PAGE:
How does Facebook handle accents? Pretty well actually – but you can’t use the numeric code. Instead you have to directly insert the character either by typing it in an Igbo Keyboard or via the Windows Character Map or Mac Character Palette.
For Web 1.0, the safest way to display accented letters was with numeric entity codes. For instance, if wanted to display Ụwa, I might write
Ụwa within the HTML document. The codes were safer because they would work even if a developer forgot to include the UTF-8 meta tag.
In a Web based form, the rules may differ depending on how the developer configured the service. In some forms, you MUST enter the numeric code (often because the UTF-8 tag is missing). In other cases you CANNOT use the numeric code – this is true when you are entering data into a text field which will not go through any HTML formatting schemes. As long as the output has the UTF-8 meta tag (and Facebook does), you can avoid a numeric code (i.e. enter a “raw” accented letter) and still be OK.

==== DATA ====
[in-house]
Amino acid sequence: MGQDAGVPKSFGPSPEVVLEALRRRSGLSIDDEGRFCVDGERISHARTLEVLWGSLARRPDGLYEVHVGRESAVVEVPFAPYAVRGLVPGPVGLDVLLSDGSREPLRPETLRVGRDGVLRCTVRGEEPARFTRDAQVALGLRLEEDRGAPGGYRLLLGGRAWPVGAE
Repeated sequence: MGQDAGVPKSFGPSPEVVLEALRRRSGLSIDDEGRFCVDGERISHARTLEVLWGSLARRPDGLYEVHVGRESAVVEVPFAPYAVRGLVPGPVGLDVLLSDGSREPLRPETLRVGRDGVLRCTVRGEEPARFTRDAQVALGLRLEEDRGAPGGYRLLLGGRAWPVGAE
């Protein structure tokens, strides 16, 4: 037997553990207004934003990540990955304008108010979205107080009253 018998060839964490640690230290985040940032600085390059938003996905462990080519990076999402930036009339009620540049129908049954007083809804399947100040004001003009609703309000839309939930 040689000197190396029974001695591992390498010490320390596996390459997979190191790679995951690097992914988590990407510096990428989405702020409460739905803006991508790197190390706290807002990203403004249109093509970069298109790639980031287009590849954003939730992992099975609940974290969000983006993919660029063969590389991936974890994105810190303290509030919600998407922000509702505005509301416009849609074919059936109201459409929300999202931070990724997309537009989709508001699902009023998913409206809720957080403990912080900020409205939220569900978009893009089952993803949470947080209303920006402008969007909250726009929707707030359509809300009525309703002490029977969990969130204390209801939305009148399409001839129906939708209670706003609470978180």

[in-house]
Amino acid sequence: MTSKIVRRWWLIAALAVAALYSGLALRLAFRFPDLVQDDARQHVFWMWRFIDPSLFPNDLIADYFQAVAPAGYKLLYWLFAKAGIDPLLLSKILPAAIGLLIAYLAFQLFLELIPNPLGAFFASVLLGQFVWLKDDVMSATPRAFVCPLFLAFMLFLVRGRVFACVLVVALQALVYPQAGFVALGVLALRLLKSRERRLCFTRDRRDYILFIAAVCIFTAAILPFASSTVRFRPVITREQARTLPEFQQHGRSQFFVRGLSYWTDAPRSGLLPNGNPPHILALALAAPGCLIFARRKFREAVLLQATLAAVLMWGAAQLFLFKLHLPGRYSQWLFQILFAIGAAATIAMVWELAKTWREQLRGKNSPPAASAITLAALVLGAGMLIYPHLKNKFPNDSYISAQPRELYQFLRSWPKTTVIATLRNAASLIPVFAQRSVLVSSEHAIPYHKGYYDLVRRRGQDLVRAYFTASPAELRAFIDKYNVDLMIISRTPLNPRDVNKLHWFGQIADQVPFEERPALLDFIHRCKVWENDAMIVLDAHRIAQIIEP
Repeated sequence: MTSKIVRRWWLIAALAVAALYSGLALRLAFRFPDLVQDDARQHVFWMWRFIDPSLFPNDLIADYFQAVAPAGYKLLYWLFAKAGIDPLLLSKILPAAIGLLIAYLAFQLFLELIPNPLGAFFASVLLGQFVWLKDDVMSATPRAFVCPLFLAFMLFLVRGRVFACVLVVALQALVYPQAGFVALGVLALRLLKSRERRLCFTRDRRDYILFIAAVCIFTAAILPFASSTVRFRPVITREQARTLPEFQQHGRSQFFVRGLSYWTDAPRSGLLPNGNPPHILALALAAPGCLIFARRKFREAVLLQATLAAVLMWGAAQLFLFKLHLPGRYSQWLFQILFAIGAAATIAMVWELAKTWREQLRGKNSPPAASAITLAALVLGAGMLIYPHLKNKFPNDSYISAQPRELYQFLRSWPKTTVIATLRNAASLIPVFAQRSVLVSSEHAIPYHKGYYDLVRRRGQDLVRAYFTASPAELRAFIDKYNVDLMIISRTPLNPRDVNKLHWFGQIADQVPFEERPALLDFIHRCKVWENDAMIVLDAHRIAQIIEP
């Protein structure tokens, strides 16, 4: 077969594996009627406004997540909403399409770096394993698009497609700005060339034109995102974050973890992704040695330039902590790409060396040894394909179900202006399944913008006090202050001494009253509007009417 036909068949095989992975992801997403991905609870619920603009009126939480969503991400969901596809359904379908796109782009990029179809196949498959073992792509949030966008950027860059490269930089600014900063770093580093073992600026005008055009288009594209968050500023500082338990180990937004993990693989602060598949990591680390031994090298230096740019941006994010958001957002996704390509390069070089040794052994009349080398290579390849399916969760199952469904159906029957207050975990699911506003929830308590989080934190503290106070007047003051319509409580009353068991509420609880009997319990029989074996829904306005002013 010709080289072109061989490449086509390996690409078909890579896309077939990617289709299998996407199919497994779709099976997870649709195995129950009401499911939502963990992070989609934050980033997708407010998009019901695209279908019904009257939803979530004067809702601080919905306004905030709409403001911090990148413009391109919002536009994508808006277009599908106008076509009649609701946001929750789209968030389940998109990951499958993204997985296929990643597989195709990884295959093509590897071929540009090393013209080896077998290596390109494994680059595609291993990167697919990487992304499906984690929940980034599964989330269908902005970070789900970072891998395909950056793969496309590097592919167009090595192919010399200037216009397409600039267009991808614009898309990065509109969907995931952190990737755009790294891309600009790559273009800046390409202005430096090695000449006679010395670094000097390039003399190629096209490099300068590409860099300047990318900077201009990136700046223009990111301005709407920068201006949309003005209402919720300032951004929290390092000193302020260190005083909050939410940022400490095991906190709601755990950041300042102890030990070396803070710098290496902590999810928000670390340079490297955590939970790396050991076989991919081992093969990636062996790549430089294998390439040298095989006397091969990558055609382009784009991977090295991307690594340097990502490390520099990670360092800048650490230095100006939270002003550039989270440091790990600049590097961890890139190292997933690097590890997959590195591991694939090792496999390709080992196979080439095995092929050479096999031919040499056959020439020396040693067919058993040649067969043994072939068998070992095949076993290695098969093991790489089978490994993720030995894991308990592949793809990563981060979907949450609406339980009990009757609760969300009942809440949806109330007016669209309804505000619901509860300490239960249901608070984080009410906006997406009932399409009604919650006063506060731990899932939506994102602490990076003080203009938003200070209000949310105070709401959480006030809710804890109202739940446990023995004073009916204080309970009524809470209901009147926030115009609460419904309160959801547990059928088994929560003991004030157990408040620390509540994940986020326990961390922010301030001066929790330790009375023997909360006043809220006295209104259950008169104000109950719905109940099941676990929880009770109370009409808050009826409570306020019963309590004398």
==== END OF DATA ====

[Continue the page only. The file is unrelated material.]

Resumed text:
How can you tell? Unfortunately, you have to test each application one by one. As I’ve commented before, applications which truly expect to support a global audience are generally UTF-8 ready and you can skip the numeric code. This includes Facebook, MovableType, iTunes, GoogleMaps, Twitter and so forth.
Being able to skip the numeric code is a positive sign (why memorize numbers when you can type?), but as with all change, there will be some old habits to break.